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Plasmodium Aldolase In Malaria Test

Posted by anna on March 17, 2022 

One of the new methods for detecting Plasmodium aldolase antibody is microfluidic chip. The technology utilizes microfluidic channels that direct flow without mechanical or electric valves. Burst valves release reagents based on centrifugal force. Capillary burst valves have no moving parts and rely on surface tension to keep fluid in place. They are especially useful for rapid detection.

There are dozens of potential biomarkers of Plasmodium parasites. The enzyme, which is involved in the breakdown of glycogen, has been identified as a promising candidate. Although aldolase is present in most animal species, the human-specific enzyme is antigenically distinct. It is found on the membrane of infected red blood cells. It is important to note that the presence of pLDH in a serum sample indicates a high probability of malaria infection.

Researchers have previously isolated monoclonal antibodies against Plasmodium aldolase that recognize the 41-kDa protein band. This antigen is also used to detect P. falciparum infection in monkeys. This study has shown that the antibodies produced against aldolases from different species cross-react with each other, indicating a high degree of conservation. During evolution, the enzyme was discovered to be present in the cytoplasm of infected red blood cells. However, the inactive form of the enzyme is associated with a membrane fraction. Furthermore, the digestion data suggest that the membrane-associated enzyme forms an oligosaccharide anchor.

Plasmodium aldolase is found in all animal species. It is important for the intraerythrocytic merozoite life stage. It binds to Actin, Adhesin, and Thrombospondin-related anonymous protein. The amino acid sequence of the enzyme is highly conserved, and the protein can be used as a diagnostic marker for malaria.

The antibodies against Plasmodium aldolase are pan-specific and have been used in an immunochromatographic test. They are effective for the diagnosis of malaria. The enzyme is found in the cytoplasm of the parasites and is located in the cellular membrane. Both forms of the enzyme can be detected by different methods. For example, infected red blood cells contain high levels of the enzyme.

There are dozens of potential biomarkers for malaria. The Plasmodium aldolase is one of the most widely studied. It is found on red blood cells and is critical for intraerythrocytic merozoite development. The enzyme is also a useful diagnostic marker. It is found in feces and is antigenically dissimilar to human and animal species. The enzyme is a pan-specific protein that binds to the actin filaments of infected merozoites.

Other tests for Plasmodium aldolase include the histidine-rich protein (HRP) 2 and Pf-LDH. The sensitivity of these antibodies varies with different malaria species, but the Pf-LDH sensitivity was greater than that of pHRP2. While these techniques may not be completely effective for all cases, they can help the doctor diagnose a patient's parasite infection.

Plasmodium Aldolase Multiplex ELISA

Plasmodium aldolase is an intracellular enzyme that catalyzes the oxidation of lactate to pyruvate. The enzyme binds to nicotinamide adenine dinucleotide (NAD), which is a co-enzyme. As a target, this antigen is a promising drug candidate. Other uses for this protein include coupling the actomyosin motor and affecting cell motility and invasion by the host.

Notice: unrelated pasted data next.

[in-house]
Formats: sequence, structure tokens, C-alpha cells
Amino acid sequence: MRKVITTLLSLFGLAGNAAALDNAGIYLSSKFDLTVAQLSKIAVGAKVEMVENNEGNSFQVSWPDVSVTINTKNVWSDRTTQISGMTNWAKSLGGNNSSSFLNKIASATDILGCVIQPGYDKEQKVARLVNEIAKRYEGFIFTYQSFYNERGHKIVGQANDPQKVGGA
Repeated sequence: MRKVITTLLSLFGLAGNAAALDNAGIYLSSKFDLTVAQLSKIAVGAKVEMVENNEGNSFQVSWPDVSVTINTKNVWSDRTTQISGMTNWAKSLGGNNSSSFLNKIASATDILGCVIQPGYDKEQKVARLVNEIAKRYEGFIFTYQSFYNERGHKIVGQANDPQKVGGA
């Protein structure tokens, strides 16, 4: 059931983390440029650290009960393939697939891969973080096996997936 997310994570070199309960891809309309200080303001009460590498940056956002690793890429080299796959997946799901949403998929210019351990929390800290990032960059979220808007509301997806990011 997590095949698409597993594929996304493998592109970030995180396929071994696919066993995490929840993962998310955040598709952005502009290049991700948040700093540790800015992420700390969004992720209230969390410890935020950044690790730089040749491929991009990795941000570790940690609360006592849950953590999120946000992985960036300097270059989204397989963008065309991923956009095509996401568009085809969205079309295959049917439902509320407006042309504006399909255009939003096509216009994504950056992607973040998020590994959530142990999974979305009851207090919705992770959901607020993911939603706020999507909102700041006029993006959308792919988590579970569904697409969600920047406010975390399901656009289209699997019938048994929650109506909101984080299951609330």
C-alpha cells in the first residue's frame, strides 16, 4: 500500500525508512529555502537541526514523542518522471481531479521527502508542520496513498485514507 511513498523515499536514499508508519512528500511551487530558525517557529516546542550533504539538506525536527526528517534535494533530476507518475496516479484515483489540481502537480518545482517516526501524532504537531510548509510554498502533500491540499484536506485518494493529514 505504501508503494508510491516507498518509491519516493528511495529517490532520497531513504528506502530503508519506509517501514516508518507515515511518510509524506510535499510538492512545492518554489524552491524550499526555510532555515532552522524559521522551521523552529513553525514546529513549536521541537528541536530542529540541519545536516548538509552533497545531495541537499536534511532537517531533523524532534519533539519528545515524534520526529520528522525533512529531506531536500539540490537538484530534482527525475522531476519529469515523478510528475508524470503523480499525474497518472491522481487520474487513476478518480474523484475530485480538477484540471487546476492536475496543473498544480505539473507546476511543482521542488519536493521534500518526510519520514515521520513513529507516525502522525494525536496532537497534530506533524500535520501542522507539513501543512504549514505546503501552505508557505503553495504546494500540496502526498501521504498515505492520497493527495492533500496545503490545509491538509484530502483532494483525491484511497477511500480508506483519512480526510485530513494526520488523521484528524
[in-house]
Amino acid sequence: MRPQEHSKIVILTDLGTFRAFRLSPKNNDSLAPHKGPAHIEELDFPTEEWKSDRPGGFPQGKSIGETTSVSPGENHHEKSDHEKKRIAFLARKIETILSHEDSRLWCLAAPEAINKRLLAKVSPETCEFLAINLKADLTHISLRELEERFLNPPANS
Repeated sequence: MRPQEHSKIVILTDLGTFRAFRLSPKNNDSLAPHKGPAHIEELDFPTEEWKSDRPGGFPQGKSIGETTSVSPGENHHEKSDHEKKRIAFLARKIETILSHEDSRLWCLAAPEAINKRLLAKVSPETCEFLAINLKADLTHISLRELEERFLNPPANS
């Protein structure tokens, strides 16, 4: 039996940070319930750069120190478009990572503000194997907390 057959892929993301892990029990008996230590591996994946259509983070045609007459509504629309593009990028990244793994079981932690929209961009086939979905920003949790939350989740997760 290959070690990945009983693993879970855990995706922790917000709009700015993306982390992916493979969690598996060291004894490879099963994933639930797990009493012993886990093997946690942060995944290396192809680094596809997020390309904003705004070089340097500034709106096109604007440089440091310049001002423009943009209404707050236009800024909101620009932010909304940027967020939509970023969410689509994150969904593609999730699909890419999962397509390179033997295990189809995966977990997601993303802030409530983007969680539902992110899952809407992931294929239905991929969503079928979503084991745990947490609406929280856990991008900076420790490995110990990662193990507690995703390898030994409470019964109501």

A variety of Plasmodium antigens are used to detect the presence of the parasite. In a sandwich ELISA, a capture antibody is added to the test sample. The secondary antibody is conjugated to horse radish peroxidase and is purchased from a commercial source. The assay buffers are Tween-20 and bovine serum albumin (5%) are used for blocking.

A microfluidic chip can detect Plasmodium aldolase in the bloodstream and deliver antibodies to a reaction chamber. Microfluidic channels are designed to direct flow without using mechanical or electrical valves. The capillary burst valve is a passive reagent release system and does not require any moving parts. Surface tension holds the fluid in place until it reaches the rotational speed of the bead.

The multiplex ELISA technique is highly sensitive and specific. Several antibodies have been developed to detect aldolase in a variety of species. The pan-Platomodium aldolase and P. vivax LDH antibodies were purchased from Luminex. The two primary antibodies were then conjugated to different regions of the bead using a Luminex antibody coupling kit. A single bead was loaded with 12.5 ug of anti-PvLDH and a second bead with horse radish peroxidase.

The pLDH bead typically gives low signals for the two species. The aldolase-pLDH assay has been shown to detect aldolase at lower concentrations than pLDH. This method has several advantages. For example, it has a higher sensitivity than the other. In addition, the assay is fast and can be used for screening and diagnosis of malaria.

The recombinant phage display library is a highly sensitive and specific antibody that targets both P. falciparum and P. vivax. It also shows high sensitivity in patients with malaria, although the test is still not 100% accurate. The results of this assay depend on the patient's condition and the type of parasites. There are two main strains of Plasmodium: the recombinant and the non-recombinant.

These monoclonal antibodies are pan-specific and detect both pLDH and HRP-2. They are used in combination with other tests to differentiate the four species of Plasmodium. They are also sensitive to detect the asexual stages of the parasite. This antibody is not specific to the parasite species. It is useful for detecting the presence of the parasites during pregnancy, but it cannot be used to differentiate them.

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